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FAQs about Sound Cards

by Staff Writer

Multi-channel computer sound card

Your computer's sound quality can be significantly improved if you install a sound card to handle the audio for your music, movies and games. Sound cards have certain requirements in order to work with your computer and audio components. To help you select the right card for your system, here are some answers to frequently asked questions about sound cards.

Questions about Sound Cards:

  1. How do I know if my computer can use a sound card?
    In order to use a sound card, your computer must have an expansion slot for the card and an operating system compatible with the audio drivers your sound card uses. Your computer may need to meet minimum system requirements as well. Check your motherboard to see which type of expansion slots -- such as PCI or PCI-E -- your computer has available. You'll need a sound card type that fits an available slot. If you don't have an open slot, you may be able to connect an external sound card or sound processing device through a USB connection. Also, check the compatibility and system requirements for the sound card. There may be minimum RAM and processor requirements, as well as limited support for different operating systems.

  2. How does sound card audio quality differ from CDs and other sources?
    Two of the specifications you see with sound cards are bit depth and sampling rate. A sound card, for example, may say that it can sample 24-bit sound at 96 KHz, meaning the sound card samples the audio 96,000 times per second. By comparison, audio CDs are recoded with 16-bit sound at 44.1 KHz. With more than twice the sampling rate, audio from your sound card will be more clear and natural sounding than other audio sources.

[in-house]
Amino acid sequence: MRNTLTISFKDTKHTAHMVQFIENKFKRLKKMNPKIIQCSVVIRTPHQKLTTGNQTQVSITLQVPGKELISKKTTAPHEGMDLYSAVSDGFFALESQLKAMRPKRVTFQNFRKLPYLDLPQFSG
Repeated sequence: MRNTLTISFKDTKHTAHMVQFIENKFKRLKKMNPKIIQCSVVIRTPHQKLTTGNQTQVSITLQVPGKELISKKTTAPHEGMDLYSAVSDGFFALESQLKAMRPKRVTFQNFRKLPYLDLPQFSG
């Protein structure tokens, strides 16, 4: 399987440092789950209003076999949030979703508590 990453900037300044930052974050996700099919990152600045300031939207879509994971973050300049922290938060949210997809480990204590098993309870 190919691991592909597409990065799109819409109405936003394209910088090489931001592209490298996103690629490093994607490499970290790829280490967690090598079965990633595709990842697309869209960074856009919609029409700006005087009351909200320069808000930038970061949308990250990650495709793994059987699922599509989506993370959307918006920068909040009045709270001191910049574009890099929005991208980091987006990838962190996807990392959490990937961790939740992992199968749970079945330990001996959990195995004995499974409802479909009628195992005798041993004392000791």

3. What connections should my sound card have?
    Which ports you want for your sound card will depend on what type of sound system you'll be connecting to it. Separate speaker ports for each audio channel make connecting a 5.1 or 7.1 surround sound system a great option. TOSLINK or S/PDIF optical ports can transfer a lot of audio data over a single cable between your sound card and an audio receiver for a home theater system. A connection for a line-in microphone will help with digital audio recording, especially if you don't have an audio mixer. A microphone will usually use a 3.5 mm port.

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